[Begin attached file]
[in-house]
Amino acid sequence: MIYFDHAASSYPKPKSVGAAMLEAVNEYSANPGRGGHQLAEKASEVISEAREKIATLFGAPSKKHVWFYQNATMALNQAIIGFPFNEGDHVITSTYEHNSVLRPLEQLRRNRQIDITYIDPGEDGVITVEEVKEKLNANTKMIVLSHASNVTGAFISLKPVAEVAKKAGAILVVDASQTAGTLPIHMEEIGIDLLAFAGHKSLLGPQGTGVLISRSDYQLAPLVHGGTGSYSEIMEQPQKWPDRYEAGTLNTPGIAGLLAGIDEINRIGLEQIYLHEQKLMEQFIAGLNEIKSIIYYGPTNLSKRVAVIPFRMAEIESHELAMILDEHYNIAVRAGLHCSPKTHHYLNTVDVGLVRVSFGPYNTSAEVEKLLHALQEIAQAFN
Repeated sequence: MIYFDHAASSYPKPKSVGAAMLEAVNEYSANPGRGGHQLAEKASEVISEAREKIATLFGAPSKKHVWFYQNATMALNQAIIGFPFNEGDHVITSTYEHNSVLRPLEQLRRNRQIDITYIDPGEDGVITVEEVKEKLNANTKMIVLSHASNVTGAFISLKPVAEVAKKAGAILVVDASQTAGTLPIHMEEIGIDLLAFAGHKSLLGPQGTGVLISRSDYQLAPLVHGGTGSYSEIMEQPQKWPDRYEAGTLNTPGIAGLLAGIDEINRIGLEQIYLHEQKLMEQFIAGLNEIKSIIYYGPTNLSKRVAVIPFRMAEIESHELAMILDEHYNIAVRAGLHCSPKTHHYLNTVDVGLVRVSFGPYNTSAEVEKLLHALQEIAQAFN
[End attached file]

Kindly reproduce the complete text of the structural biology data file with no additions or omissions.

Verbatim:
[in-house]
Amino acid sequence: MIYFDHAASSYPKPKSVGAAMLEAVNEYSANPGRGGHQLAEKASEVISEAREKIATLFGAPSKKHVWFYQNATMALNQAIIGFPFNEGDHVITSTYEHNSVLRPLEQLRRNRQIDITYIDPGEDGVITVEEVKEKLNANTKMIVLSHASNVTGAFISLKPVAEVAKKAGAILVVDASQTAGTLPIHMEEIGIDLLAFAGHKSLLGPQGTGVLISRSDYQLAPLVHGGTGSYSEIMEQPQKWPDRYEAGTLNTPGIAGLLAGIDEINRIGLEQIYLHEQKLMEQFIAGLNEIKSIIYYGPTNLSKRVAVIPFRMAEIESHELAMILDEHYNIAVRAGLHCSPKTHHYLNTVDVGLVRVSFGPYNTSAEVEKLLHALQEIAQAFN
Repeated sequence: MIYFDHAASSYPKPKSVGAAMLEAVNEYSANPGRGGHQLAEKASEVISEAREKIATLFGAPSKKHVWFYQNATMALNQAIIGFPFNEGDHVITSTYEHNSVLRPLEQLRRNRQIDITYIDPGEDGVITVEEVKEKLNANTKMIVLSHASNVTGAFISLKPVAEVAKKAGAILVVDASQTAGTLPIHMEEIGIDLLAFAGHKSLLGPQGTGVLISRSDYQLAPLVHGGTGSYSEIMEQPQKWPDRYEAGTLNTPGIAGLLAGIDEINRIGLEQIYLHEQKLMEQFIAGLNEIKSIIYYGPTNLSKRVAVIPFRMAEIESHELAMILDEHYNIAVRAGLHCSPKTHHYLNTVDVGLVRVSFGPYNTSAEVEKLLHALQEIAQAFN